by Doctor Science
danah boyd just put up for comment the text of a presentation she did at SXSW on "The Power of Fear in Networked Publics". She argues that because the limiting resource on the Internet is attention, people online are ever-more-inclined to monger fear, that great attention-grabber. I disagree: it seems to me that, compared to old media (especially TV) the Internet is *less* fear-saturated and fear-prone. I think a lot of this has to do with the nature of authority.
Fear-mongerers leverage our willingness to pay attention to fearful stimuli in order to generate attention. A fearful newspaper headline captures people's attention. This draws people into paying attention to the newspaper as a whole, which is precisely the intention of headlines. Likewise, when TV anchors are spouting off fearful information, people are far less willing to turn the channel. Again, this is of interest to the television network.Although I agree with most of danah's premises, I think I disagree with her conclusion. I think the online world is less fearful than offline world, especially the offline world of TV.
With social media, the intersection is messier. There are certainly broadcast messages being communicated from far off, but the majority of attention-seeking takes place in
the world of user-generated content. This creates an ecosystem where hysteria isn't necessarily from on high, but, rather, all around us. Interestingly to me, fear on social media isn’t just employed by marketers, pundits, and politicians. It’s increasingly used by everyone. My work focuses on teen culture so I see a lot of this through that lens. I watch as parents use fear in an effort to get their kids to pay attention to them. I watch as teens use fear in order to get attention from their peers. Teens and parents both develop an acute sense for what will grab their interlocutors’ attention. Attention is indeed the currency of contemporary society. Hysteria is one element of this, whether it plays out as fear-mongering or simply drama. Many of the teen practices that adults deplore the most stem from the desire to capture attention in an attention economy. Yet, adults are by no means innocent of this. They too use fear to get attention.
Through social media, we're ramping up the attention economy. We are setting in motion new networks. We like to think of ourselves as disrupting power systems and, indeed, that’s what we were doing for a long time. But now, those in power are leveraging our tools to exert new forms of power. Fear is one of the tools that’s being used. People are finding ways to put fear into our systems.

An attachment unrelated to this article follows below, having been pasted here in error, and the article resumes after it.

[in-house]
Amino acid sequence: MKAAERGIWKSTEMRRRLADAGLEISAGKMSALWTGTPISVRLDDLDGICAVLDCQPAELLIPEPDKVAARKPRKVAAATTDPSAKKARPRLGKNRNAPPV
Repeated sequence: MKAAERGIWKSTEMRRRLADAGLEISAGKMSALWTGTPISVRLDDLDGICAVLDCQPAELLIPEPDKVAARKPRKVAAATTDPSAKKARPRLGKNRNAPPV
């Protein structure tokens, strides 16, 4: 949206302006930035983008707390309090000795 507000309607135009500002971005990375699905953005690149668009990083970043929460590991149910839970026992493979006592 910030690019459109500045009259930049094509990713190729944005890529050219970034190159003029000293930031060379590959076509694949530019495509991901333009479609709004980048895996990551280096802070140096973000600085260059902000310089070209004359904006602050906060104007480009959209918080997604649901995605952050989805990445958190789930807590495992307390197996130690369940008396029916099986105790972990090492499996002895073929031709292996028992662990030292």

Part of it is that I disagree with her premise that "We live in a culture of fear." I don't think we do, not generally. Yes, there are plenty of things to worry about -- and dystopias are quite popular -- but we're not more frightened than I remember people in general being in the 1960s or 70s, when I was growing up under the fear of nuclear war. I've also been reading bits of The Twilight Years by Richard Overy, about Britain between the wars and people's pervasive sense that they were seriously about to witness the collapse of civilization. By comparison, I'd call present-day levels of fear "not unusual" for human societies.
danah is correct, that the attention economy gives a strong incentive for fear-mongering, because fear is a natural attention-getter. But when I think of a "culture of fear" these days I think of people who watch a lot of TV. Compared to TV, the Internet produces a *less* fearful culture, it seems to me.
I've avoided getting news from TV for quite a few years. I stopped watching local news when the Megan Kanka case was current: it was in our local TV news area, Sprog the Elder was about Megan's age, and it was just too upsetting to get the constant non-update updates. I stopped watching national news on September 11, 2001 -- we already were well-connected to the Internet, and could get *plenty* anxious enough without TV's habit of replaying horrific images over and over and over.
When I encounter TV news these days, I find the constant hyping of how I should be afraid or angry about things to be basically unbearable. Fox News definitely seems worse than the other networks, going by what I see on TVs in public places, and I've heard from many friends who've seen their elderly relatives become more and more agitated, paranoid, and reactionary over the last 10 years or so though constant watching of Fox News. Leftist twitchy paranoia has also been seen in elderly MSNBC addicts, but there are fewer of them.
The quintessential way TV news gets your attention is with fear: "Are you getting cancer from your toothpaste/seatbelt/cat/own reflection?!? Details after the break" -- and then they cut to an ad. TV news (or other information source, including many daytime talk shows) uses fear to keep you in your seat through the ads. You have to be emotionally engaged to put up with the ads -- and exposing you to the ads is the whole point, that's what you're there for.